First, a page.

“Thanks for sharing,” I said, taking a deep breath, on the edge of tears. “I’m really glad you felt open enough to talk about that. Nobody really talks about how hard it is to run a business when you struggle with depression, or to be married to someone who is struggling with depression.”
I was sitting in a room with 9 other business owners. We had spent most of the day talking about our primary struggles with running our businesses. More about the tears in a moment.
Many people think that the hard part of running a business is marketing, or learning how to sell. Those aren’t actually the hard parts for most business owners who have advanced beyond the beginner stage. Once you’ve managed to earn enough to live on, or get close to it, your struggles change a bit.
One of the big struggles that comes up for me is mindset. Do I believe that I can do more, earn more, or deserve more? Can I make “a dent in the universe,” as Steve Jobs said? Does my art matter?
And we avoid those questions, because they’re hard.
I get distracted by the latest marketing trends (like Facebook messenger bots), or I chase skills that I don’t actually need (building web pages or documenting systems instead of just having my team do those things).
What is a Mastermind Group?
In 1937 Napoleon Hill published the book Think and Grow Rich. In the book Hill outlines 13 principles that make people successful. He created these principles after spending 20 years studying the most wealthy people of his time. One of my favorite principles is the idea of the Master Mind (sometimes called accountability groups, salons, or other names). Hill makes a comparison between the human brain and a battery. The more cells a battery has, the better it works. Also, the more batteries you have working together the better they work. The most successful people that Hill studied included Henry Ford, the Rockefellers, Thomas Edison and others. These business geniuses recognized the need to gather smart people around them. There’s a long tradition of successful people coming together to discuss ideas and help each other. Some art salons (which are just variations of the mastermind idea) date back to 16th century Italy. My own experience tells me that great accountability groups go something like this:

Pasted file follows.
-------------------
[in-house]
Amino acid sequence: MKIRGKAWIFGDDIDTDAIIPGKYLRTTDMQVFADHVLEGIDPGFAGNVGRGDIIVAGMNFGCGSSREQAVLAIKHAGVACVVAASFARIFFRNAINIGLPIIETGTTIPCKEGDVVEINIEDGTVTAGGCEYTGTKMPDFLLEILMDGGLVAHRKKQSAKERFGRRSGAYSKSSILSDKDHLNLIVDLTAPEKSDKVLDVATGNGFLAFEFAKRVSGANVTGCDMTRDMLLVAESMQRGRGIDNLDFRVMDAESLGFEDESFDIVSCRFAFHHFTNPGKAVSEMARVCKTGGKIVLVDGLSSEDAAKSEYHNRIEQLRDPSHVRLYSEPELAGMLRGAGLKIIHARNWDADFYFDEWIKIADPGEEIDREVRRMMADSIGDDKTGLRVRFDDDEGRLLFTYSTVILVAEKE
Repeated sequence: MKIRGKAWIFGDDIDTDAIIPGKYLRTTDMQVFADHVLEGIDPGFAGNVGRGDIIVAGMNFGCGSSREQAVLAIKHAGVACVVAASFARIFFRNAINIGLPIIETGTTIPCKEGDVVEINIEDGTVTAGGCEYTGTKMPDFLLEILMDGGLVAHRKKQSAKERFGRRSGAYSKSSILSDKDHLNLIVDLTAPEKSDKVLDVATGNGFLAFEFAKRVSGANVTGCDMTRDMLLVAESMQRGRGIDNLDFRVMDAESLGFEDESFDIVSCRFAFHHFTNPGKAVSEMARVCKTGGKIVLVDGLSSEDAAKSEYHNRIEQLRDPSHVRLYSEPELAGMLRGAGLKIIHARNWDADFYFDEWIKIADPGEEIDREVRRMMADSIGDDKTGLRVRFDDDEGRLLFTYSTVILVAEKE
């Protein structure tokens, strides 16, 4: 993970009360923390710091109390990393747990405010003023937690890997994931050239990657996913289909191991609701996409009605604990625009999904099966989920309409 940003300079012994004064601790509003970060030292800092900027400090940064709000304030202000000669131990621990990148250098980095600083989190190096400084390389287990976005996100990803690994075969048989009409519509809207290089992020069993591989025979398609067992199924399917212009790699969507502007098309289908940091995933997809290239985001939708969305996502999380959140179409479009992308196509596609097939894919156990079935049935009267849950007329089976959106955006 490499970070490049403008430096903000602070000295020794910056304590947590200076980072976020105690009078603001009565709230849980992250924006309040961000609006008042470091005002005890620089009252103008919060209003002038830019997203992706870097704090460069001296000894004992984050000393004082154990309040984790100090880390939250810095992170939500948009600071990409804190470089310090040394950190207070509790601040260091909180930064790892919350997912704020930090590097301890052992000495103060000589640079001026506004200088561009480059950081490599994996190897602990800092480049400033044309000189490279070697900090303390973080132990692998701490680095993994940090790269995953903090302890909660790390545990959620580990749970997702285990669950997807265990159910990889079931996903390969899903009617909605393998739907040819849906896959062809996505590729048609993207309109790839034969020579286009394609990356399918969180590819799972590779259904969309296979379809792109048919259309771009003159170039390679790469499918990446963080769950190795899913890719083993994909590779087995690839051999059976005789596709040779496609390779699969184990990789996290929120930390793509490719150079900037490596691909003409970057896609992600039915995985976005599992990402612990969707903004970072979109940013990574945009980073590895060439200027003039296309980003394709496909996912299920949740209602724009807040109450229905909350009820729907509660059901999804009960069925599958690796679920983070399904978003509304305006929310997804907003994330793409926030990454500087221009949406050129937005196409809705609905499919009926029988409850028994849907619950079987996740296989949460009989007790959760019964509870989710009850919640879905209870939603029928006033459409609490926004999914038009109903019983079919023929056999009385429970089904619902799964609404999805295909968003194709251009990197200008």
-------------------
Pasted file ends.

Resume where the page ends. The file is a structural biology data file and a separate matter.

- Meet one to two times per month, usually early in the morning before things get crazy
- Depending on group size, the meeting is 1-2 hours long
- Each person in the group gets a few minutes to talk about 1 – 2 current challenges in a focused way
- The group takes 10 – 15 minutes to come up with solutions to the problem
- Rinse and repeat for each person in the group
- An email list or private forum for between-meeting conversations
Here’s the other (unfortunate) reality: most mastermind groups don’t work unless you’re paying for them. I first heard that several years ago when I attended my first big marketing conference with Dave Dee. I didn’t believe him. Since then, my experience has shown me 4/5 of the mastermind groups I’ve been a part of fell apart in less than six months. People who were a part of it didn’t take it (or their business) seriously. You might be great friends with the people in your accountability group, but if all you do is sit around and laugh and chat, you’re missing out on an opportunity to grow professionally. Which brings me back to my original point in writing this post…